Hegel & the Dialectic of Genius

This piece requires knowledge of Hegel’s master/slave dialectic, wherein Hegel claims that the fundamentally human quality is not the desire for survival but the desire for recognition.(i)

Dialectics: Who decided Hegel would be a genius? Was it a bunch of jittery doctors of philosophy, hopped up on free trade imported French roasts, drooling over next-to-indiscernible prose? Was it a bunch of non-Rubik’s cube solving (ii), tweed-clad intellectuals, whose intellect is defined more by their confidence in superiority than the veracity of their output? Or perhaps it was a philosophy major with an MA in sociology and a PhD in linguistics who forced himself (or herself) through five hundred odd pages of Finnegans Wake just to pull out an obscure pun—a bastardization of language—in the abstract of a submitted paper to some boutique academic conference in desperate hopes of walking away with a Top Paper Award without the first clue about Everybody or why on earth they are Coming Here?(iii)

Hegel: the genius. The Culmination of History, if you follow Kojève. The bookend to Judeo-Christian tradition, and the guy who really got it (iv). Transcendent. Trance ended. That master, Hegel. Took on the challenge to surpass the ghastly limits of sixty-one years, and tie any worth to his faint wisps of breath to permanent ink stains on a page, which now has been reduced to a digital rendering of a mass-produced replica, stuck on the bookshelf of far too many bachelors, masters, and other students who simply take for granted his genius.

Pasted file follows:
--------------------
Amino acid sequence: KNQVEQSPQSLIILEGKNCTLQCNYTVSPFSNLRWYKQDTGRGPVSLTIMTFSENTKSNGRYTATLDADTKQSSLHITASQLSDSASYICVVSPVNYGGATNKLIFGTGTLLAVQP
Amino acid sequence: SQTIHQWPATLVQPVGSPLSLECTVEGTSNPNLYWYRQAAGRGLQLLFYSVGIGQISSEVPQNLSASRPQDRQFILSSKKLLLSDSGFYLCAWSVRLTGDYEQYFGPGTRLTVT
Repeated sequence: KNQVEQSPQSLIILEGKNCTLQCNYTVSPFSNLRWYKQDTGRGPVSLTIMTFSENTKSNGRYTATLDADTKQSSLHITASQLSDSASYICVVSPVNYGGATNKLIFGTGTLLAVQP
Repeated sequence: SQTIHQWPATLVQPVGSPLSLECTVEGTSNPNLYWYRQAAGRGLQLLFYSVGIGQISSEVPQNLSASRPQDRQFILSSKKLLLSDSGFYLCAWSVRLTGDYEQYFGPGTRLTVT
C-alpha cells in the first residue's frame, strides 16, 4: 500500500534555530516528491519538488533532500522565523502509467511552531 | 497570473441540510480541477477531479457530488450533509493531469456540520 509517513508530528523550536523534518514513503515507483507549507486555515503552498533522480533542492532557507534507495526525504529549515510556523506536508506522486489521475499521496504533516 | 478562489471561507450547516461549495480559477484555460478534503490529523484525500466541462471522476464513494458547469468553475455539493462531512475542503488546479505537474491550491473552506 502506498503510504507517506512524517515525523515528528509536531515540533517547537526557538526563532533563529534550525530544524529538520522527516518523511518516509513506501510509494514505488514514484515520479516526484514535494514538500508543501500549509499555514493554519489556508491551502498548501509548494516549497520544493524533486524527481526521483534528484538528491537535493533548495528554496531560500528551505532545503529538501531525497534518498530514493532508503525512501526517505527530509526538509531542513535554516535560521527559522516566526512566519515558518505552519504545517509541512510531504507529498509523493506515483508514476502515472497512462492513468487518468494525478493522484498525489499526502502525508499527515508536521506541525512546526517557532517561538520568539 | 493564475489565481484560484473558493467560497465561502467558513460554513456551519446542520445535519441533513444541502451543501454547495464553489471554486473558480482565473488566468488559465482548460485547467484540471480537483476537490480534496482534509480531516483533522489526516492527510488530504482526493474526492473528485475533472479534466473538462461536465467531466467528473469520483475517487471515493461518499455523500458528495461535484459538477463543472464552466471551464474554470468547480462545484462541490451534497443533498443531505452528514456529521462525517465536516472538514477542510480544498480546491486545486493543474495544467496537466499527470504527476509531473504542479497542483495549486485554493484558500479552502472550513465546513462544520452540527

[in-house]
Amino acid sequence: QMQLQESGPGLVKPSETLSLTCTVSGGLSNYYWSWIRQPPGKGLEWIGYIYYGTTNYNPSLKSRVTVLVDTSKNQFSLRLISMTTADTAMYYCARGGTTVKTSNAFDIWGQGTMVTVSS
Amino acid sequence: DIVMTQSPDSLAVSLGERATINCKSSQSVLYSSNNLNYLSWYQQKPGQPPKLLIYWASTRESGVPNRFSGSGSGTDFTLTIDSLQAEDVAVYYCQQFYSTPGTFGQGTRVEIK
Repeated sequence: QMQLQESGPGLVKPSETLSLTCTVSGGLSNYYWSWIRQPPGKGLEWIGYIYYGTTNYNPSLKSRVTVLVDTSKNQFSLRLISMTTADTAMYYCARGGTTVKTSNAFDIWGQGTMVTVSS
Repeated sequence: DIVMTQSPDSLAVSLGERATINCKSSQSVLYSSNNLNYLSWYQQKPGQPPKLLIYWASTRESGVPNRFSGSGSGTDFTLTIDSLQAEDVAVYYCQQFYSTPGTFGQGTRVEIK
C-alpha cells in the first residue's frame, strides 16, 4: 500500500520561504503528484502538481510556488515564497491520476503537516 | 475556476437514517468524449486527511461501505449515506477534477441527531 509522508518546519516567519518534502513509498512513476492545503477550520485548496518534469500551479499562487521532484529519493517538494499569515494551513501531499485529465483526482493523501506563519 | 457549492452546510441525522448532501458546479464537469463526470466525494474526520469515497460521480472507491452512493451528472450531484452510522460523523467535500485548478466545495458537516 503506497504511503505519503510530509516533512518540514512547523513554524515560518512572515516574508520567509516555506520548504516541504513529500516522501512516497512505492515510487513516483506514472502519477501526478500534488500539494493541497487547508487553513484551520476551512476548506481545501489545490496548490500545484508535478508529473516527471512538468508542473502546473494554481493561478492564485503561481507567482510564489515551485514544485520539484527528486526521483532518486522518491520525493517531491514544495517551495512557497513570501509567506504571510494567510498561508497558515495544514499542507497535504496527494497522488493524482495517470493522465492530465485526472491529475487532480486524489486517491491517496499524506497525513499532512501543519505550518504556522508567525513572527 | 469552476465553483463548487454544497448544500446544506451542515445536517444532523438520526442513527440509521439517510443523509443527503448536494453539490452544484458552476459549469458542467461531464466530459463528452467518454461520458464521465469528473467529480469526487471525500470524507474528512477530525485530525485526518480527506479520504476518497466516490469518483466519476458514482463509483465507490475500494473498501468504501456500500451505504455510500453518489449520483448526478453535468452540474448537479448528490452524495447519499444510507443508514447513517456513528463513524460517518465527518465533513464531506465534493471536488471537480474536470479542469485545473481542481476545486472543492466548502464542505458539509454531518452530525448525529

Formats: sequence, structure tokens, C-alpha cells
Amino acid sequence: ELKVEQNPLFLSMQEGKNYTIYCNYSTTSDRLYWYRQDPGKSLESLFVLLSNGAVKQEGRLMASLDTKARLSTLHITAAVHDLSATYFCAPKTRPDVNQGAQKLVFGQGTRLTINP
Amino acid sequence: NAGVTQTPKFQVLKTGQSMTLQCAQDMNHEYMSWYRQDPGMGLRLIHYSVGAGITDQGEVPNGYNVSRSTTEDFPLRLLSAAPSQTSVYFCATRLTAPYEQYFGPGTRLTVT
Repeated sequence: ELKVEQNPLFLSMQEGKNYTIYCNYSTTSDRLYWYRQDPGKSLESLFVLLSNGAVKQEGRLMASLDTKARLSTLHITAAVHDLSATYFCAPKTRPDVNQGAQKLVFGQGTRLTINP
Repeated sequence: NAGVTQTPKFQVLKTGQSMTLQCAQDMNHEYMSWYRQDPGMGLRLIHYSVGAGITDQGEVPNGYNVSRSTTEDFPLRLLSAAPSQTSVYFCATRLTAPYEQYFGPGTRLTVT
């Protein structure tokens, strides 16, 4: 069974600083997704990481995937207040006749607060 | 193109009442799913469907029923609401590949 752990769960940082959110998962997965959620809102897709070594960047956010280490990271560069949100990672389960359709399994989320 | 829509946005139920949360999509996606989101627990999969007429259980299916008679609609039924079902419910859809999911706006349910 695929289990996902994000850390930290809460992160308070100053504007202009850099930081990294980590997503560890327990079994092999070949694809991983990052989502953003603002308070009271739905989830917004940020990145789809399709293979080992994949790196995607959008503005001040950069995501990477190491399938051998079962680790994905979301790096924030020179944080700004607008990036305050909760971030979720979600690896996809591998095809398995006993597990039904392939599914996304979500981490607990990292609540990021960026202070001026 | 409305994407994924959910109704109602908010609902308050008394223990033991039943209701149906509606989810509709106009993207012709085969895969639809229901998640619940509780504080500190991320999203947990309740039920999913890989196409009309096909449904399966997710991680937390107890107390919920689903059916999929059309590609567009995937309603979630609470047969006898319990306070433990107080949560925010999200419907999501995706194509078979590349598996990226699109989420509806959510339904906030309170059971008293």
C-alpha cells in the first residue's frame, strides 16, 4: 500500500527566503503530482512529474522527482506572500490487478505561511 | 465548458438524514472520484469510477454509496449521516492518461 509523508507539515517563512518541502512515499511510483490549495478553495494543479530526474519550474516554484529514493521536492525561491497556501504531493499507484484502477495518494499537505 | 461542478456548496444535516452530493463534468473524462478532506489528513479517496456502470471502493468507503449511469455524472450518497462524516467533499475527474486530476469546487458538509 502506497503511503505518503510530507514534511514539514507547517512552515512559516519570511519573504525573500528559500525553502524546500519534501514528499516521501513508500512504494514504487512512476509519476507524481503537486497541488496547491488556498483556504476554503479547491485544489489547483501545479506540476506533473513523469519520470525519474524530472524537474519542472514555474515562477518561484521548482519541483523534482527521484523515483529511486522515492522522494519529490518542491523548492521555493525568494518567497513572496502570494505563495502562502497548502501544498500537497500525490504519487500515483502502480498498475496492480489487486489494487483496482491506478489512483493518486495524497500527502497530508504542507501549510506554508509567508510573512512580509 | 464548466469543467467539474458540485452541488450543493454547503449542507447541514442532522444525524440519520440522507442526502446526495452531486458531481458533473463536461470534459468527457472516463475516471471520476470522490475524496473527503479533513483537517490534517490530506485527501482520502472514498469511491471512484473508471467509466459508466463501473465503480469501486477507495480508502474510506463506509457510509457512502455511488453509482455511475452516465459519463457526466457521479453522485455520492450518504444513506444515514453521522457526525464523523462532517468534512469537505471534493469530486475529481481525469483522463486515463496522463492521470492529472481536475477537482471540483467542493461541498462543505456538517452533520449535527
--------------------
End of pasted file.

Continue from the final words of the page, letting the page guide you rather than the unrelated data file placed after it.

GENIUS. By definition an anomaly. Less geniuses than non-geniuses, like marshmallows in Lucky Charms. Genius. The word used by Tom Wolfe-esque writers-who-test-the-upper-ends-of-normal-intellect-who-are-just-smart-enough-that-they-might-get-a-biopic-when-they-die to describe those people who are really playing in another league… the Hegels of the world. The Freuds, the Einsteins, the Nietzsches, Chomskys, and so on. But here’s the paradox: the Hegels need the Tom Wolfes. Sure, sure, the Toms need the Hegels too, to raise them above their lower selves and to give the shadows of this flickering life meaning. But the Hegels need the Toms. The Hegels need the Toms because the Toms, knowing that they are normal, can affirm the exceptional quality of the Hegels. And at that, the exceptional quality in the positive direction. After all, the Kierkegaards and the Kanyes share that fundamental quality of not-normalness, and it’s the normals, the Toms, who get to designate one as the legend and one as the lesson. The Blessing of Salieri (v). Salieri gets to watch Mozart run free from his shackles, straight out of the cave, and upon his return judge the extent of his genius or his insanity (vi). Put that in your Plato and smoke it. The Toms are always the judges of transcendence; shackles and all.